Hear Queer Q & A with Carry Illinois

Carry Illinois are finding new faces and beautiful places on their third tour in the US. At the heart of the band is Lizzy Lehman, who finds healing and catharsis in sharing her lyrics with new audiences and old friends in each city she encounters. Lehman shared some thoughts about touring and songwriting with us ahead of Carry Illinois’ summer tour.

This is the third run you’ve had on tour with this band. What’s the experience of touring like?
A whirlwind, a lot of driving. Meeting new people, and making new friends, and also getting to see old friends. A lot of fun getting to meet new musicians and bands. It’s tiring, but it’s fun.

How has your experience of touring changed over time?

The flow of each day makes a little more sense, and just the logistics of unpacking and packing back up has become easier. Knowing how to go through each day and get to where we need to go. That becomes easier, I suppose. The flow of tour becomes easier. There’s still hiccups along the way, taking the wrong road and wrong directions, any sort of small miscommunications. In general, I think what changed most was preparedness for tour, knowing how to get everything set up with shows and communicate with bookers.

Piece of advice for someone who’s never toured before?

Definitely have the details worked out ahead of time. Make sure you know when load in is, and soundcheck and everything. Make sure that you’ve got transportation all lined up beforehand. Don’t do it last minute, because it can be hard to find a tour vehicle. Expect the unexpected and be prepared to be flexible.

What’s something you thoroughly enjoy about being on the road?

Getting to know my bandmates much better, and having a much better bond with each of them, getting to know them more on a personal level. Just getting to meet new people, new fans, new bands. Just like making new friends and getting to make long lasting friendships with. Getting to experience new cities and experience cities I’ve been to before in a much different way through music. Getting to look out the window and watch the landscape change, that’s one of my favorite things. It gives you a lot of time to think.

What do you least look forward to about starting a run of shows?

Being away from home for an extended period of time, being away from my wife and my friends. Also just the really long haul stretches are not the best, when we have to be in the car for 7 or 8 hours. Maybe just like the unpredictability of food. Trying to maintain some sort of healthy meal plan is definitely a really hard thing while you’re on tour. You definitely have to sacrifice, but depending on who you’re touring with. We try to make sure we get some good stuff in our bodies. That’s important for everybody in the band.

Where’s the most beautiful or interesting place you’ve seen while on tour?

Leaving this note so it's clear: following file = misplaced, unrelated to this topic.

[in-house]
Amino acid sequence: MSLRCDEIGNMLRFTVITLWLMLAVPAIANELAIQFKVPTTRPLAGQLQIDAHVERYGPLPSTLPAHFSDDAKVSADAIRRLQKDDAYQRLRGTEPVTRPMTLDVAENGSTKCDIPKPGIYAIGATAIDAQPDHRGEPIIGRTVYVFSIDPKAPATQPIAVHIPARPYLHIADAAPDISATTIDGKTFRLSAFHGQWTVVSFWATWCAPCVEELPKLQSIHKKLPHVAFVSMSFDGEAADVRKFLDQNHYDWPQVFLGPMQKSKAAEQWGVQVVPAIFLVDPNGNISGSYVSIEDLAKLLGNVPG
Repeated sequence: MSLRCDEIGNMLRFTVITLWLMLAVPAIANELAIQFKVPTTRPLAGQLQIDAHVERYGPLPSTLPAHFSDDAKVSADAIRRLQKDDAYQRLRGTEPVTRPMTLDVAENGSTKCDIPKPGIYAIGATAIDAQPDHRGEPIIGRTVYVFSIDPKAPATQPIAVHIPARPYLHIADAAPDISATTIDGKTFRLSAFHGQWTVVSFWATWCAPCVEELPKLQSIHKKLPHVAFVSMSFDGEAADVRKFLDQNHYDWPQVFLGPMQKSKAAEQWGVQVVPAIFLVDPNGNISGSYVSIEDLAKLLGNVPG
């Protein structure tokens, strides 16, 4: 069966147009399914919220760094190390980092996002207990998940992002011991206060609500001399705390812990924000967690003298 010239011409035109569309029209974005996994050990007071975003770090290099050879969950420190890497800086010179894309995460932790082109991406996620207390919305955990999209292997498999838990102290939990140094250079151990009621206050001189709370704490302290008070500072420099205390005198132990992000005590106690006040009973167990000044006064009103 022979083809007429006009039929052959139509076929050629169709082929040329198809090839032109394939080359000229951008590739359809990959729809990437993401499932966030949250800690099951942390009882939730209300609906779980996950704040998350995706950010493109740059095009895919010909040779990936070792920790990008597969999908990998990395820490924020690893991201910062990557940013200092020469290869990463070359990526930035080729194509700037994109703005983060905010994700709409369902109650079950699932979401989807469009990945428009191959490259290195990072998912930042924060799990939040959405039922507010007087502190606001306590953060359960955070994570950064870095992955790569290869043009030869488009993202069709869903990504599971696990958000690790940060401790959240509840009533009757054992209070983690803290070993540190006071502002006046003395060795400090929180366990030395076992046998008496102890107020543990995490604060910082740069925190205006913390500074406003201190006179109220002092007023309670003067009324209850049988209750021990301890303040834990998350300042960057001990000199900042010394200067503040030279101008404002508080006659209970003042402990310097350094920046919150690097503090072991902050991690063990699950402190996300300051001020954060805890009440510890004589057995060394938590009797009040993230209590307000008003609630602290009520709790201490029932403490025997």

The last tour was west coast. It’s got to be a tie between Portland and San Francisco. The Pacific Northwest and Northern California are definitely my two favorite places. The two most beautiful places.

Runaway expresses a lot of discomfort with the act of occupying your body. Why did you want to write a song addressing that feeling?

I’ve always had a difficult time living in my own skin, and I’ve always had a sort of negative relationship with my body, and with body image. I feel like one of the only ways to start to heal that and move toward self love was to be honest with how I do feel about it before I can learn to take the path toward self love. I also know that a lot of people deal with the same exact issues and it’s something that without a doubt many people can connect to and hopefully by listening to the song, they can identify and connect with me and the song and have the ability to work towards self love for themselves. I wrote the song because it’s something I’ve dealt with my whole life and I’ve never really totally processed it, and I thought this would be a good way to begin and process, and in addition to therapy. Hopefully there are people to connect with and it’s a pretty universal idea. Hopefully it helps people think about how they feel about themselves and how they can reframe their thinking towards a more positive outlook, and embracing the fact that difference is good, and that it’s okay to be imperfect.

How has identity shaped/influenced your music?

The songs themselves are not necessarily about being gay, it’s just about being who I am. I would say more than ever, I’ve just been really inspired to let people know who I am. Especially because there’s been so much homophobia lately and racism and marginalizing of anybody whose different and doesn’t fit he norm. That’s why being proud and out publicly has been really important to me. Just to show that I am absolutely okay with who I am and I’m proud of who I am. One of the songs on the album is about my relationship with my wife, and I think the fact that I’ve decided to be open about my sexuality, it’s been easier to write about my relationship with my wife. It has informed my writing lately and made me able to be more honest about my personal and intimate life.

A lot of your lyrics and music are very inward and personal. What’s it like to take that music and play it for people you’ve never met in cities you’ve never been to?

It feels really cathartic, almost like therapy in a way. It feels like I’m being my most honest self, that I’m not hiding anymore. It also feels like I’m being a real person. Being real about the struggles that I’ve gone through and still go through, whether it’s body image or a continuing conversation around my mental health. It’s just been kind of liberating to sing about the real issues that i’ve had to take on and that I’ve had to work through.

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